I had the awesome opportunity to review an amazing book recently. It was so inspiring, and I had to share it with you!
With kids now in school, this is the perfect time to sit down and start a book. Changing Gears: A Family Odyssey to the End of the World
is a great book to remind you of the importance of spending time as a family, and to chase after your dreams. They have an ebook or paperback book for sale. I love ebooks (can I just say). It’s so great to just quickly bookmark them on my tablet, and not have to worry that my kids will rip the bookmark out and I’ll have to search for my place again. 🙂
Changing Gears is about a family of 4 (the parents and their twin boys) who bikes from Alaska to Argentina — literally from one end of the world to the other! Crazy right? It really is an incredible read. Nancy takes you on their adventure with her and her family. She is able to capture the essence of the hardships, but also of the victories as they happen. You can feel the rain coming down, the hills that were horrible to climb (seriously, the Andes on a bike?!), and all the bugs they encounter. However, you are also reminded of the sweetness that family really is and the bonds that are most important at the end of the day.
I had the awesome opportunity to interview Nancy and ask her some questions I had while I read the book.
– You mention at the end of the book that John wanted to put a documentary together of the trip, is John still hoping to put a documentary film together? I saw on your blog that there is a short film of when you reached the finish line.
It’s done! Since we aren’t in Boise for the summer, we took the sale page down. We should be back home in a few weeks and will get it back up. (Ouch! I just went over to our site to get the url for when we get back and see that its live!! If anybody orders a copy now, we won’t be able to ship it out. You can find it here: http://familyonbikes.org/store/index.htm)
– You talk about how by that third year, you and John had a special bond and how you wondered if it’d continue when you got back home. Do you feel like you still have that?
Yes, and no. In some ways, we just go about our daily lives like before. And yet in others, we’ve shared so much I can’t even begin to imagine what life would be like without him. We don’t talk about our journey much – it comes up in conversation here and there, but it’s just a part of who we are. And that is a shared bond in and of itself.
-When you first started out did you have sponsors? Did you gain some along the way? Is that how you were able to pay for various things, or was most of it from selling possessions you had before you left?
-What is one or two of the overall best life lessons you learned by doing this? What about your boys? What do they say they learned from it all?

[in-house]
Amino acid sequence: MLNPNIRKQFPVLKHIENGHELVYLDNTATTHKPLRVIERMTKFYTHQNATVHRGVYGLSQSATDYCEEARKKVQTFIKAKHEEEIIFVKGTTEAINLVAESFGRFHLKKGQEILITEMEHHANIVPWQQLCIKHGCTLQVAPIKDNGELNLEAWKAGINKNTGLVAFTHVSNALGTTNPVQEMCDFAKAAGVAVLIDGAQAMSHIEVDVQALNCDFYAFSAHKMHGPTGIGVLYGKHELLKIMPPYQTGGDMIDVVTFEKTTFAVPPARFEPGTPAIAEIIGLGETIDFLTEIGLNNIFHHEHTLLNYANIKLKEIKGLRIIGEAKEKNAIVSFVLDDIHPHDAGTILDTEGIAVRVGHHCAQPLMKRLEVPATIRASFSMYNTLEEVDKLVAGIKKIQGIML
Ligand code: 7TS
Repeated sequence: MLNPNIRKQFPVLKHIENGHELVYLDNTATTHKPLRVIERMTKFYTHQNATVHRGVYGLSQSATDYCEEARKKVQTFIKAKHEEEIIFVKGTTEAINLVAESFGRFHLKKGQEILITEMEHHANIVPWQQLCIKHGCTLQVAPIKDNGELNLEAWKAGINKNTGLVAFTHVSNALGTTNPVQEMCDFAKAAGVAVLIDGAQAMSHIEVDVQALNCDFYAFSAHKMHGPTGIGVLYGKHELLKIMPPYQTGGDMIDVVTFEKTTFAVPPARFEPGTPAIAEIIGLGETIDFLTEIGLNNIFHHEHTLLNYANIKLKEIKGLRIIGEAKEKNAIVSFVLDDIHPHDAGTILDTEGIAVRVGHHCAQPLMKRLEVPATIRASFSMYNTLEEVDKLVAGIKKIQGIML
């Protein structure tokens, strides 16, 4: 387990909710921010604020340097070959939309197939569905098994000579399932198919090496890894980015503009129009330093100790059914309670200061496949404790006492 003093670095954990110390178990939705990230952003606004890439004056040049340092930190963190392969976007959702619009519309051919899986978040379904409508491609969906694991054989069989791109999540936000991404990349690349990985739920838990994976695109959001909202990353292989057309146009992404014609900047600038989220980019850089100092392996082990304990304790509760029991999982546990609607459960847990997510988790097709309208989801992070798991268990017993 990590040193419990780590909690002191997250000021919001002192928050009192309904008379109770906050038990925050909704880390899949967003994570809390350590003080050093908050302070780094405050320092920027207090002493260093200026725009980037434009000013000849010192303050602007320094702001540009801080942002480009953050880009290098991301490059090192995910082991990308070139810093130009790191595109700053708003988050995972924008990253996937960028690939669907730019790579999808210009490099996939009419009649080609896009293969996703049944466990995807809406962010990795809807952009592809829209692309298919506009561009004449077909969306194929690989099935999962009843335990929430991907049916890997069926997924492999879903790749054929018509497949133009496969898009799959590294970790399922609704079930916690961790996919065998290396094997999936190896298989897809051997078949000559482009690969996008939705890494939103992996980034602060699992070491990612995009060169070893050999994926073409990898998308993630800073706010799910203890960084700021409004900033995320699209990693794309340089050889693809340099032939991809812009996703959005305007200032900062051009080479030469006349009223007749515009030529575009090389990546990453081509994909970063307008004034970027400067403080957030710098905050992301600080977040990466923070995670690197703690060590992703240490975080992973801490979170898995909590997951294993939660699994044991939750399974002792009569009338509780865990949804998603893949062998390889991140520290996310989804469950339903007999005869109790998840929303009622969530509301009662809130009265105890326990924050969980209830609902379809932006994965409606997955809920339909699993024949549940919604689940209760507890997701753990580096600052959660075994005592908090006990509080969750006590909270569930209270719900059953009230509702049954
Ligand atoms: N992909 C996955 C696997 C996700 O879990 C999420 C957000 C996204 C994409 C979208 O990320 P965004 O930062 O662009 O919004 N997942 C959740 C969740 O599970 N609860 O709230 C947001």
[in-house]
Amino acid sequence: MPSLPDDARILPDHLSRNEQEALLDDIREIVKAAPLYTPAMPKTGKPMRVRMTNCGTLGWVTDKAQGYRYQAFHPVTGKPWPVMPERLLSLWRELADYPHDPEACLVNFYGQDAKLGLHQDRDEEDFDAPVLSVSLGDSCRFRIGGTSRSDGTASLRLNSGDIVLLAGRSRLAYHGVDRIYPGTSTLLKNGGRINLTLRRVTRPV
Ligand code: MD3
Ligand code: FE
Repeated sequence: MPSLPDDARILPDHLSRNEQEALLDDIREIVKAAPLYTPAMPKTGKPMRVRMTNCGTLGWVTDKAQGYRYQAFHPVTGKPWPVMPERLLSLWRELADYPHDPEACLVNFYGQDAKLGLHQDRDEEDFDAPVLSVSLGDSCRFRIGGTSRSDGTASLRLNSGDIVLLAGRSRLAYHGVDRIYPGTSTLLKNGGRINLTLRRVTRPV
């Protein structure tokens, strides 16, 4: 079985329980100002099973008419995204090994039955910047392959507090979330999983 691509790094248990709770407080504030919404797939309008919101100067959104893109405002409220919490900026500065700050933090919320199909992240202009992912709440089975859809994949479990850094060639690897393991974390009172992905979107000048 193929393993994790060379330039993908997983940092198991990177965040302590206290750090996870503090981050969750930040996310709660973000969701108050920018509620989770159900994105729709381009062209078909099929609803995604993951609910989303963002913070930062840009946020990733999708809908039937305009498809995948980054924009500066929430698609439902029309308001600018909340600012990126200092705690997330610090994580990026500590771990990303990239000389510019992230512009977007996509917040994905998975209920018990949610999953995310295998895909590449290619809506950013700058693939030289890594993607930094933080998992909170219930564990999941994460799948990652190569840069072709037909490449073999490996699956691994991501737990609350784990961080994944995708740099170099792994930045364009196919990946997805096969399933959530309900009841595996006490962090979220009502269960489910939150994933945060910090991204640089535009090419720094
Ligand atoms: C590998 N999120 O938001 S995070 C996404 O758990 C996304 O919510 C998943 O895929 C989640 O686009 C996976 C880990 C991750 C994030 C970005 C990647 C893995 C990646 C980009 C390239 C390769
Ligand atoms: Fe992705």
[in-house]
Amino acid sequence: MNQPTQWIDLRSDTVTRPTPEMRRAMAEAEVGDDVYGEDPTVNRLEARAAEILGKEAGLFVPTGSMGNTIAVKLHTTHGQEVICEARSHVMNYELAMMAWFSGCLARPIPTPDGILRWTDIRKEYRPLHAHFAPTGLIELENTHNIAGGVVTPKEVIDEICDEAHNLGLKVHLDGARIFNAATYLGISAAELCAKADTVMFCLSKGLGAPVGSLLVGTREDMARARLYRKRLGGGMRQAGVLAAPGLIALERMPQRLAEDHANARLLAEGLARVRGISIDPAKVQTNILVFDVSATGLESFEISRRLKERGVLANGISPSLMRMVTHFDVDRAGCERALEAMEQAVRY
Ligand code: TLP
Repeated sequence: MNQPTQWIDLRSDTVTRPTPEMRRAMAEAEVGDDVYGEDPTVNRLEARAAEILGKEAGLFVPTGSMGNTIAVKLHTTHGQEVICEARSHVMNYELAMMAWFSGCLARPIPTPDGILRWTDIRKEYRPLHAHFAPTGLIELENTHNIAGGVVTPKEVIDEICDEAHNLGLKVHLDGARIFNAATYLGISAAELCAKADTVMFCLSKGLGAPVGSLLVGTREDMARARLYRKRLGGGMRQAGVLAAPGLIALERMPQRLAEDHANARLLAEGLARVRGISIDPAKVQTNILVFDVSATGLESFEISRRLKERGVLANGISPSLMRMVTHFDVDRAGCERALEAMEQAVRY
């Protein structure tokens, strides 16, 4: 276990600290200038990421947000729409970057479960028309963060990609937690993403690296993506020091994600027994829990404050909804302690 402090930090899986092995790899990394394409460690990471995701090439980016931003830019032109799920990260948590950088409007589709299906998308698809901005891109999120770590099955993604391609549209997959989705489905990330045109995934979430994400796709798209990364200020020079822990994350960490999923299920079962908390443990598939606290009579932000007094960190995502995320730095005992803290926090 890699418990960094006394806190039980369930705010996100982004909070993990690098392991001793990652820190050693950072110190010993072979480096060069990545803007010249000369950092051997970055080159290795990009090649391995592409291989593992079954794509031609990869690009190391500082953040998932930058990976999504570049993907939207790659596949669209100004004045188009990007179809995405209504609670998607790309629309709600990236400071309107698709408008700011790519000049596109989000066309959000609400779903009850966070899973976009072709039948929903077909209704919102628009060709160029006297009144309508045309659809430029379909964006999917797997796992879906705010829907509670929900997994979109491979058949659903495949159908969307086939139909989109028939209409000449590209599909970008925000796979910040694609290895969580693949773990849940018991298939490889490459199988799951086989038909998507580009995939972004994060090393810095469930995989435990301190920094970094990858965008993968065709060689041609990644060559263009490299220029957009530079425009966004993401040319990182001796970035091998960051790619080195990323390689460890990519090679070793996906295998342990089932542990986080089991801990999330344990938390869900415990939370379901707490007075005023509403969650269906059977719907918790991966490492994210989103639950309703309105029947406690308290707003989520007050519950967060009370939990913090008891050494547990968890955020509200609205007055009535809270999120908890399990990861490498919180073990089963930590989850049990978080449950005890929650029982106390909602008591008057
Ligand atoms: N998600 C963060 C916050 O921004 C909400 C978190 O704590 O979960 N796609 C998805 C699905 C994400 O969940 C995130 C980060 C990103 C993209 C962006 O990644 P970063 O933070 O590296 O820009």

I think all four of us learned that we CAN reach that impossible star. It won’t be easy. It won’t be quick. But if we keep taking those itty bitty pedal strokes, we’ll get there.
The boys don’t really talk about what they learned – they don’t know any other childhood. They have heard us talk about some of the life lessons they learned, but they don’t truly understand it all yet. I believe that one day they will look back upon their childhood and understand that not every kid grows up riding a bike around the world.
-You wonder at one point in the book, how long it’d take to fall back into your old patterns once you got home. Has that happened? Have you had to be careful to NOT let it happen? Has it been easier/harder to avoid than you anticipated?
We made some very conscious decisions on that front right at the beginning. For example, I used to have a whole kitchen full of pots and pans and gadgets – most of which I never used. When I went through all the crap we had in storage, I made the decision to take a skillet, a sauce pan, and a large pressure cooker to the house. That’s it. We haven’t missed all those other pots and pans at all.
For most of the house, I’ve been good about not amassing all kinds of stuff. My beads, however, have been hard. I LOVE to play with beads and, although I have enough to keep my busy for many lifetimes, my skill and style a an artist is always evolving. And I “need” beads to keep up with that…
-Do you feel like life is really fast paced now compared to your trip, or have you been able to keep life at a slower pace than it was before the trip?
We have opted not to go back to teaching and are now self-employed. That means we are bringing in a small fraction of what we did as teachers, but we’re making it. We also set our own hours and have more independence. I think it would be significantly harder if we went back to teaching.
-Do you feel like you’ve been able to pay it forward like you hoped to be able to do? If so, does it come more naturally to want to pay it forward to those you encounter?
In some ways, yes. We’ve hosted several travelers as they pass through Boise. We’ve reached out to quite a few people in various ways. Still, the balance scale is still leaning pretty steeply that we got more than we have given. Maybe someday I will feel like it’s balanced.
-How have the numberless acts of service and kindness you received along the way changed you?
I think I am more compassionate and less quick to judge. I know that we didn’t “look” nice and clean and safe when all those people invited us into their houses. They were able to look beyond our filthy, raggedy clothes to see the people within. I try to do that as well.
I am so glad I was able to read this book, and highly recommend it!! It’s a quick read that is inspiring, and totally worth it!
You can find this incredible Family on Bikes on their website, Facebook, and Twitter. You can also find more answers to questions here.
I was given a copy of the ebook Changing Gears: A family Odyssey to the End of the World, and asked to review it on my blog. However, all opinions are 100% my own.